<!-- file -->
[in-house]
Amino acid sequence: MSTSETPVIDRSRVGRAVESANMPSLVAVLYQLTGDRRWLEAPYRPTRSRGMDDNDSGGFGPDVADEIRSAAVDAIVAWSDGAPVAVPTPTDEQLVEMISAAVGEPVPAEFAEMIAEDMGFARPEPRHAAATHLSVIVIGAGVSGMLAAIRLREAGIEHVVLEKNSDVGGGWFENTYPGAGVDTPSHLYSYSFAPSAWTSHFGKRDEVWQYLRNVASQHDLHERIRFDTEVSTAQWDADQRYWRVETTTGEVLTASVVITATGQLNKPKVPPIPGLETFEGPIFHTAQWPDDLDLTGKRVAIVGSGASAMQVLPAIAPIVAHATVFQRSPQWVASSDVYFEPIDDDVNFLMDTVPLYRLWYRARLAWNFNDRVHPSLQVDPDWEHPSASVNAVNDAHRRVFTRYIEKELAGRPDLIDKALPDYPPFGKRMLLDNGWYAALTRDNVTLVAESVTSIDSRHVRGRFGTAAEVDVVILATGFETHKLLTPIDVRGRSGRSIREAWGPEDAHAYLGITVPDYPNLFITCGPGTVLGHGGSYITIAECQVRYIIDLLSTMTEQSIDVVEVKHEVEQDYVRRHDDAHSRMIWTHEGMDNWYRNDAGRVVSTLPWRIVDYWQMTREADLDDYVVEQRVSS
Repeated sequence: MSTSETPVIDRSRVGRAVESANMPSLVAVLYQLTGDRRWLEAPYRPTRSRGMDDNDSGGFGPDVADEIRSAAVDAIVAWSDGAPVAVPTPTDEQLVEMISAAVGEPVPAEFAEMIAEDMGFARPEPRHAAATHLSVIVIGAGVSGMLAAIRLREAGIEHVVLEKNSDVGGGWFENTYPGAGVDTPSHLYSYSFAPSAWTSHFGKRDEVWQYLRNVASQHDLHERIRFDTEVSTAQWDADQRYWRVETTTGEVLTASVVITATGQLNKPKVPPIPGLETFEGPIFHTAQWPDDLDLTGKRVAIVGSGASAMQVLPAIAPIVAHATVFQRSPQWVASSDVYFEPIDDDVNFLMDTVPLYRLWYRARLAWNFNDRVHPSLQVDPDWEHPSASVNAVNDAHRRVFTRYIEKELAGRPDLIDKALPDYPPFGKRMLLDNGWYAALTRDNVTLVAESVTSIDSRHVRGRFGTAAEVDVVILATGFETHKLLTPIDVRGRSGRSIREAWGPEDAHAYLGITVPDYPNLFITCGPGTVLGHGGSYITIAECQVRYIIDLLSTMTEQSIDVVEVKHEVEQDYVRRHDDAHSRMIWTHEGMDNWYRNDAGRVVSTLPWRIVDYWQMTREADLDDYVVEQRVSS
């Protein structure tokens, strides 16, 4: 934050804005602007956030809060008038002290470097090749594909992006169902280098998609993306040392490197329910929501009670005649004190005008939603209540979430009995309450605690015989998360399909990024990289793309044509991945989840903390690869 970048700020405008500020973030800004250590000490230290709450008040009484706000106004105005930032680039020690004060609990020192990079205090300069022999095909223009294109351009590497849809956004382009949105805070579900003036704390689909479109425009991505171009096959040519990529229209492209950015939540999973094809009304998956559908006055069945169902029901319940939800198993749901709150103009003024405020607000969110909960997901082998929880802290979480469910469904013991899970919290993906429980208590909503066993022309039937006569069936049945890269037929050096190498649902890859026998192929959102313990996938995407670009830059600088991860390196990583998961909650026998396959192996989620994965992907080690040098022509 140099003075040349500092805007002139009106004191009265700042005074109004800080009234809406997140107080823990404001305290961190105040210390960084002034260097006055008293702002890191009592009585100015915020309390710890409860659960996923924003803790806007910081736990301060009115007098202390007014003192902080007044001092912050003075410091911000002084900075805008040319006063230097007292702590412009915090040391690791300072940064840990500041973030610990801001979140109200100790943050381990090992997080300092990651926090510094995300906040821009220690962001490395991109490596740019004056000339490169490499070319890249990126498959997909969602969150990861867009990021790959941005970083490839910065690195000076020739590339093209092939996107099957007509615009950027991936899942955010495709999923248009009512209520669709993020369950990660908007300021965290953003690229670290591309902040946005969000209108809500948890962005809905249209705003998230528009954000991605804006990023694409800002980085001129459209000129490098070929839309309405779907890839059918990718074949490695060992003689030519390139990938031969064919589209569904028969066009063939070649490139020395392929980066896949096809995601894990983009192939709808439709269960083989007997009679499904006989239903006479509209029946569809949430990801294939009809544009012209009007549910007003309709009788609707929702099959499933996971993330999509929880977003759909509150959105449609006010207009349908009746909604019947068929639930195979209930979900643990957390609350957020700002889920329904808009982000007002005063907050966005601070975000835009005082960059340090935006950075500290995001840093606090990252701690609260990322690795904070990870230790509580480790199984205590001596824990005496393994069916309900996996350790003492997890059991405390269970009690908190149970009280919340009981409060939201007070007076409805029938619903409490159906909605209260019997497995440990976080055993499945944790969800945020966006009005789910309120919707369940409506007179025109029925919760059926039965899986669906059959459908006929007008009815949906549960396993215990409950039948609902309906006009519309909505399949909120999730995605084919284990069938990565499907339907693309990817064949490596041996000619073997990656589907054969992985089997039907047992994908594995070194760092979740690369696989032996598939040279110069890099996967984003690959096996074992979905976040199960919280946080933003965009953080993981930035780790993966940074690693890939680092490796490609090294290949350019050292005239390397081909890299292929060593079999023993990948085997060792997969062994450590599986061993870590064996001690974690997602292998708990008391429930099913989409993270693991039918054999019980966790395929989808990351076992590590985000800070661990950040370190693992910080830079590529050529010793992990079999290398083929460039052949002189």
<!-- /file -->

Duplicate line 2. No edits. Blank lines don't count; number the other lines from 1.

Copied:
Amino acid sequence: MSTSETPVIDRSRVGRAVESANMPSLVAVLYQLTGDRRWLEAPYRPTRSRGMDDNDSGGFGPDVADEIRSAAVDAIVAWSDGAPVAVPTPTDEQLVEMISAAVGEPVPAEFAEMIAEDMGFARPEPRHAAATHLSVIVIGAGVSGMLAAIRLREAGIEHVVLEKNSDVGGGWFENTYPGAGVDTPSHLYSYSFAPSAWTSHFGKRDEVWQYLRNVASQHDLHERIRFDTEVSTAQWDADQRYWRVETTTGEVLTASVVITATGQLNKPKVPPIPGLETFEGPIFHTAQWPDDLDLTGKRVAIVGSGASAMQVLPAIAPIVAHATVFQRSPQWVASSDVYFEPIDDDVNFLMDTVPLYRLWYRARLAWNFNDRVHPSLQVDPDWEHPSASVNAVNDAHRRVFTRYIEKELAGRPDLIDKALPDYPPFGKRMLLDNGWYAALTRDNVTLVAESVTSIDSRHVRGRFGTAAEVDVVILATGFETHKLLTPIDVRGRSGRSIREAWGPEDAHAYLGITVPDYPNLFITCGPGTVLGHGGSYITIAECQVRYIIDLLSTMTEQSIDVVEVKHEVEQDYVRRHDDAHSRMIWTHEGMDNWYRNDAGRVVSTLPWRIVDYWQMTREADLDDYVVEQRVSS